Understanding the Osseointegration Procedure: A Guide for Amputees

Osseointegration surgery is a groundbreaking procedure that offers a more effective and comfortable solution for attaching prosthetic limbs to the body. By inserting a bone-anchor into the residual limb, this surgery provides a secure and direct connection between the prosthesis and the skeleton. Here’s a detailed look at how this procedure works and what patients can expect.

The Osseointegration Procedure

In the past, osseointegration surgery was performed in two stages, with a gap of 4 to 6 months between each stage. However, advancements in medical techniques have shown that a single-stage procedure can lead to faster patient recovery and reduce the risk of complications, such as infections. Despite this some patients, especially those needing implants in the head, neck, or hand, may still require multiple, staged procedures.

The Surgery

The specifics of the surgery depend on where the bone-anchor is being placed. Here’s an overview of the general steps involved:


  • Surgery is typically performed under general anesthesia. For lower limb patients, this may be combined with a spinal or epidural block. For upper limb patients, a brachial plexus nerve block may be used. In some cases, surgery might be done under regional anesthesia alone, with additional intravenous sedation.

Incision and Exposure:

  • An incision is made at the end of the residual limb (stump) to expose the bone. The surgeon then removes any unwanted tissue and prepares the bone by clearing out bony spurs or abnormal bony areas that can occur after trauma (Heterotopic Ossification, HO).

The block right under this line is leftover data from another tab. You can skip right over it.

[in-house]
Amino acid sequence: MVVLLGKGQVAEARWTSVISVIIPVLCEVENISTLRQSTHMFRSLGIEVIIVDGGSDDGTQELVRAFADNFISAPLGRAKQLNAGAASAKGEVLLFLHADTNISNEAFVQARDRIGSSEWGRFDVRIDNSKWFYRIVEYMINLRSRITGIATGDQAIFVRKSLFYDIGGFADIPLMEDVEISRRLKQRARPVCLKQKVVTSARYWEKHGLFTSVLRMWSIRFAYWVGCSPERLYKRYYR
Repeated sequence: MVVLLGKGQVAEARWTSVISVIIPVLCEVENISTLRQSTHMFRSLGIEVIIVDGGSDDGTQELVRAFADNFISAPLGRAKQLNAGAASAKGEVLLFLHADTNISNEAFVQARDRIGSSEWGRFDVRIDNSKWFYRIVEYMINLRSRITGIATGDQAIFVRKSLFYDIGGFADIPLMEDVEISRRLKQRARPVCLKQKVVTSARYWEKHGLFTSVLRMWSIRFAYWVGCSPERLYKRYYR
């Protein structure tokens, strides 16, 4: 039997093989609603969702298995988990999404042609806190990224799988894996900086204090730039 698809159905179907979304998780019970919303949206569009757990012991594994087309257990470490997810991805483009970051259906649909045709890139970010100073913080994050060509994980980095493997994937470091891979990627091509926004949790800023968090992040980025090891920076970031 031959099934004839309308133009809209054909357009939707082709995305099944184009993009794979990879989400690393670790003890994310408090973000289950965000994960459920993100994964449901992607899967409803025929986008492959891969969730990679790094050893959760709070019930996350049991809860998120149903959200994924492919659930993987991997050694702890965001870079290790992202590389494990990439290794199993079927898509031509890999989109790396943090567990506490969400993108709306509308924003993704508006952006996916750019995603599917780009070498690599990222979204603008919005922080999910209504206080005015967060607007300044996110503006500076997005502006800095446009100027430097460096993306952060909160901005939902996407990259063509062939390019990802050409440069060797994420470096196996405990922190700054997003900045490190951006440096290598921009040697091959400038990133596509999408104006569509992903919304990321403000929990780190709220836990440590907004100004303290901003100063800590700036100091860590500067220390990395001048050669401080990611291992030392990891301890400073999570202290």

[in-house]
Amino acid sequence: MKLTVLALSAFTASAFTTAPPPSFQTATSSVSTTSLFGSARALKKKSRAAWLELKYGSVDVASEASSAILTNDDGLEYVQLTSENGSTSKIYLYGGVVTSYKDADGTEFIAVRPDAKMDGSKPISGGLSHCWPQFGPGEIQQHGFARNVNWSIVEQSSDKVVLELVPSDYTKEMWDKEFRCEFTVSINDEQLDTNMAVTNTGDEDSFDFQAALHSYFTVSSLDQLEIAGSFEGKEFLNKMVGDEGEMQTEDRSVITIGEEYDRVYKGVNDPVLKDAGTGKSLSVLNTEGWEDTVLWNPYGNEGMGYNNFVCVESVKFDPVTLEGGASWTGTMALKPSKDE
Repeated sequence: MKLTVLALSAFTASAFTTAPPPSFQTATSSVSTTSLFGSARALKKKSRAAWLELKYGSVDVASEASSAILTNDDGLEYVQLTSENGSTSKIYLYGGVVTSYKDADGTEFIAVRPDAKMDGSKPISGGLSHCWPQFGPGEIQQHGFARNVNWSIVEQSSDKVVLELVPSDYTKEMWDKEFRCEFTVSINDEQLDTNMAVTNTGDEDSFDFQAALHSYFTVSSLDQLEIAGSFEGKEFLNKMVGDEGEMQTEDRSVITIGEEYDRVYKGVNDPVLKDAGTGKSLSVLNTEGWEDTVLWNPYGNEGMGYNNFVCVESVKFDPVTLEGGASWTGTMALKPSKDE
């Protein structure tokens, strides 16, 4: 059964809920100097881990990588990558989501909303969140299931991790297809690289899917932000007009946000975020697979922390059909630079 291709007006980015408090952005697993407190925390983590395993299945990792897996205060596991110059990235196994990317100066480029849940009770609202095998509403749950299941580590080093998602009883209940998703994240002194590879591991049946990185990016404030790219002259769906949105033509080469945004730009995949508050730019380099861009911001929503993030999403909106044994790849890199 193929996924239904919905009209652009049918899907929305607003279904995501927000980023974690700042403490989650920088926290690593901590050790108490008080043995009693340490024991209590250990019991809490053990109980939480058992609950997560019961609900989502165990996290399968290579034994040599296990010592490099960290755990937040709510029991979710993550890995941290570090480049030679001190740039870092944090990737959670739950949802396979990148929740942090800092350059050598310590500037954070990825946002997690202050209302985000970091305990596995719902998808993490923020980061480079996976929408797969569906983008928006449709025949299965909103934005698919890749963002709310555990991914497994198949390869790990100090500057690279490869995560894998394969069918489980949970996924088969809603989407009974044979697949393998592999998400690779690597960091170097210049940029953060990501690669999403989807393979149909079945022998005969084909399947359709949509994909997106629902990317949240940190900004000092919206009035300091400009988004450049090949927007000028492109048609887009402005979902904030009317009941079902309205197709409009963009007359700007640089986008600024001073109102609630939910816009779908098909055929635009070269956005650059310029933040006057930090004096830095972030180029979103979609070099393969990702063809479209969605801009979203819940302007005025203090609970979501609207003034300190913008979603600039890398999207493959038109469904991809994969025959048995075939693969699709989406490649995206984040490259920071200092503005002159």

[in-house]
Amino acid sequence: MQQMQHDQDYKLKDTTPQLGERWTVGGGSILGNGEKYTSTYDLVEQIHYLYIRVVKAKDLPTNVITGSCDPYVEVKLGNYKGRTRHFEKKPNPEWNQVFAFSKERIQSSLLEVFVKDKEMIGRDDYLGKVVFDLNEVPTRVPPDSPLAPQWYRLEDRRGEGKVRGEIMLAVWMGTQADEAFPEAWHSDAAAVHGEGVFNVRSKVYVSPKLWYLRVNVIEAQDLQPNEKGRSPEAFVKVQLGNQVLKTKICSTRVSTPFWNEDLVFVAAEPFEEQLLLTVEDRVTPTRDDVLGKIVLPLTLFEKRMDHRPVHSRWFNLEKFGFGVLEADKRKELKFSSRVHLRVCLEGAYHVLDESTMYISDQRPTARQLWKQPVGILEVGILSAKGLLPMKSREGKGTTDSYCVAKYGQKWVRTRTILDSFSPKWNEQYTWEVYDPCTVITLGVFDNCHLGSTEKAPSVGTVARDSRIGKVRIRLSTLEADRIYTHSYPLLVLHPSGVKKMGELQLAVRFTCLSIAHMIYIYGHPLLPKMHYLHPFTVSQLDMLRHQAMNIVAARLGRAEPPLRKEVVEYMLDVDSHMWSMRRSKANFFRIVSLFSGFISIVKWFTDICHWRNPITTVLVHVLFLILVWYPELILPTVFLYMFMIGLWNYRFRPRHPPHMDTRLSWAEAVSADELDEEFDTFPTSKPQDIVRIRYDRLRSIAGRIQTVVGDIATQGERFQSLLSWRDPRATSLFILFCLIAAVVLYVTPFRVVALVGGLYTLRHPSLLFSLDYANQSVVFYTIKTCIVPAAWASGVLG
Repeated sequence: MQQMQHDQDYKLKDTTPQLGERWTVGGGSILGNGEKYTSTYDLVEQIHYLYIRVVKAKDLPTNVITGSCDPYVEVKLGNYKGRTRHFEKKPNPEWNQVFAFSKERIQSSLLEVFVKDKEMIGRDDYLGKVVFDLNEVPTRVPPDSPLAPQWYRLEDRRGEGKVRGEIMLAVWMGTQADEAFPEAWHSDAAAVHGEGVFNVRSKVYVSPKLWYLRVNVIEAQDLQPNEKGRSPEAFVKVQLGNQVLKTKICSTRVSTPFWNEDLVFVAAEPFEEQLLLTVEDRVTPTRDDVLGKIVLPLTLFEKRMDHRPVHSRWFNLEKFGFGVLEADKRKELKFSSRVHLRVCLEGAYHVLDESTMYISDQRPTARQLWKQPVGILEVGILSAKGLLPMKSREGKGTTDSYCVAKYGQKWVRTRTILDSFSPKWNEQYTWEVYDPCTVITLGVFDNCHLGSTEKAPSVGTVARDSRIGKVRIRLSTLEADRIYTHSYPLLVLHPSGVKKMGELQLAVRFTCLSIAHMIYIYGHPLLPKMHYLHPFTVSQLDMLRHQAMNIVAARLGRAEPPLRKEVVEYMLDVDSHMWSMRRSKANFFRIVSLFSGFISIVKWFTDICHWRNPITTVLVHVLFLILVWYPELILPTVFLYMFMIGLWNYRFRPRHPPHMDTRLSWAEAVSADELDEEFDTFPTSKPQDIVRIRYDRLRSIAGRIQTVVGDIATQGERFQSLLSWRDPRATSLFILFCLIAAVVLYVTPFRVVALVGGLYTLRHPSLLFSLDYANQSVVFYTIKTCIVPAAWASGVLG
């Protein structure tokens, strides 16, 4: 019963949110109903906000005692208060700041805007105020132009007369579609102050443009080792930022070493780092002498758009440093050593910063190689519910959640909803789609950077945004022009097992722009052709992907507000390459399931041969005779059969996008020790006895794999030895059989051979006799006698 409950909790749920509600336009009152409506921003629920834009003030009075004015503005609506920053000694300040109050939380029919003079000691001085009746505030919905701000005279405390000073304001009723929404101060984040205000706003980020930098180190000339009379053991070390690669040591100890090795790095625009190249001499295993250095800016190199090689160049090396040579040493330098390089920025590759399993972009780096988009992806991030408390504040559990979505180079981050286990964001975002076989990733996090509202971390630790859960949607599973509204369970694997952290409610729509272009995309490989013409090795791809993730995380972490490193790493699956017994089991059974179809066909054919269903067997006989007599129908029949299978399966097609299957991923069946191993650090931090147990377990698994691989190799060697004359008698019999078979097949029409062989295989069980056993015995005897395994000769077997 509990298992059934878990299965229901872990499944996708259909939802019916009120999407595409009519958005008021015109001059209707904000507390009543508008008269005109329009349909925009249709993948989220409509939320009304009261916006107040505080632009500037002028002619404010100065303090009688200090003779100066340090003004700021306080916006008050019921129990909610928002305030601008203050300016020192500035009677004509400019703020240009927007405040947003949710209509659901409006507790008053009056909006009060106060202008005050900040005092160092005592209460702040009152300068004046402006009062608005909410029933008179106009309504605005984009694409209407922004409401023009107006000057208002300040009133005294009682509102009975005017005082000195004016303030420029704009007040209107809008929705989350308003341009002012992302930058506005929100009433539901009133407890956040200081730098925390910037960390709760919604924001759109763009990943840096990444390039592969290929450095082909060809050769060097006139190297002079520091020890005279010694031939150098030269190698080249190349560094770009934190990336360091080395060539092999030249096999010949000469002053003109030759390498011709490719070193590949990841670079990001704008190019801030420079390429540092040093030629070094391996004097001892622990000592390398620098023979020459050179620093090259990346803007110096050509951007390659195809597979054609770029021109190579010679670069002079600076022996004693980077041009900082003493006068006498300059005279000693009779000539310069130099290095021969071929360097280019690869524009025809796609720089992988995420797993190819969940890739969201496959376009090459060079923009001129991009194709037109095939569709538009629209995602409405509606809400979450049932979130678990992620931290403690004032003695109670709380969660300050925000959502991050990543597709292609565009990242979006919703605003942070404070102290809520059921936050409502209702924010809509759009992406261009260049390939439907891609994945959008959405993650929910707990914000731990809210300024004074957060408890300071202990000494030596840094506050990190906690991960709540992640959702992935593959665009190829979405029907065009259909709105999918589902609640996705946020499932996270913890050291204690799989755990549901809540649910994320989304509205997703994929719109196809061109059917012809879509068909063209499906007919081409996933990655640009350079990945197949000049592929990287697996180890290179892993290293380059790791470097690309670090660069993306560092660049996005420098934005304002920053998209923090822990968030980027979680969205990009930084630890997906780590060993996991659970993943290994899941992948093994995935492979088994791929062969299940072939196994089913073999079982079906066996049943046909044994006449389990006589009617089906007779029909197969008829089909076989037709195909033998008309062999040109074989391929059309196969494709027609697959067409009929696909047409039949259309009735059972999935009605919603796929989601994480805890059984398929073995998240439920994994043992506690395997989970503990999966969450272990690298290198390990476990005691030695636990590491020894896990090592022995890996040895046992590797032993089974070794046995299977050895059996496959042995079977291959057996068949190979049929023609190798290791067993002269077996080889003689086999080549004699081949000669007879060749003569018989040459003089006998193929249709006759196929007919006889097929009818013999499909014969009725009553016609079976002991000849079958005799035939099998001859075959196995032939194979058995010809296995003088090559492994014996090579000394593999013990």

Muscle and Soft Tissue Preparation:

  • The muscles and soft tissue layers are reorganized and attached to the bone to enhance control over the residual limb. This helps create a stable interface between the soft tissues and the implant. 

Bone Preparation:

  • Special instruments are used to shape the bone canal into a cylindrical form, making it ready for the implant. If necessary, bone removed during this process can be used as a graft to ensure a better fit for the implant.

Implant Insertion:

  • The bone-anchor implant is carefully inserted into the prepared bone canal.. The implants we use at Relimb are “press fit” which have been shown to have fewer complications, particularly in the lower limb.

Closure and Skin Flap:

  • A skin flap is prepared by removing excess fat and then used to cover the muscles and implant. The flap is secured with sutures and staples, and a small opening (stoma) is created for the tip of the implant to protrude through the skin.

Attachment of Dualcone:

  • A dualcone is attached to the end of the bone-anchor. This component will eventually connect to the prosthesis, which will be fitted by rehabilitation specialists after the patient is discharged. It is designed to minimize the wear and tear on the implant through normal daily activity. It will require regular maintenance and replacement, much like the components in the prosthesis, related to the intensity of activity.

Post-Surgery Rehabilitation

Recovery and rehabilitation are crucial parts of the process following osseointegration surgery. We rely on our rehabilitation partners at Dorset Orthopaedic who have the largest experience in the UK in this field. For detailed information on what to expect during the rehabilitation phase, patients are advised to refer to specific information sheets provided by their medical team.

Osseointegration surgery offers amputees a revolutionary way to improve their mobility and quality of life. By providing a secure and direct connection between the prosthetic limb and the body, this procedure helps eliminate many of the discomforts and limitations associated with traditional socket-mounted prostheses. If you are considering this surgery, contact us to find out more.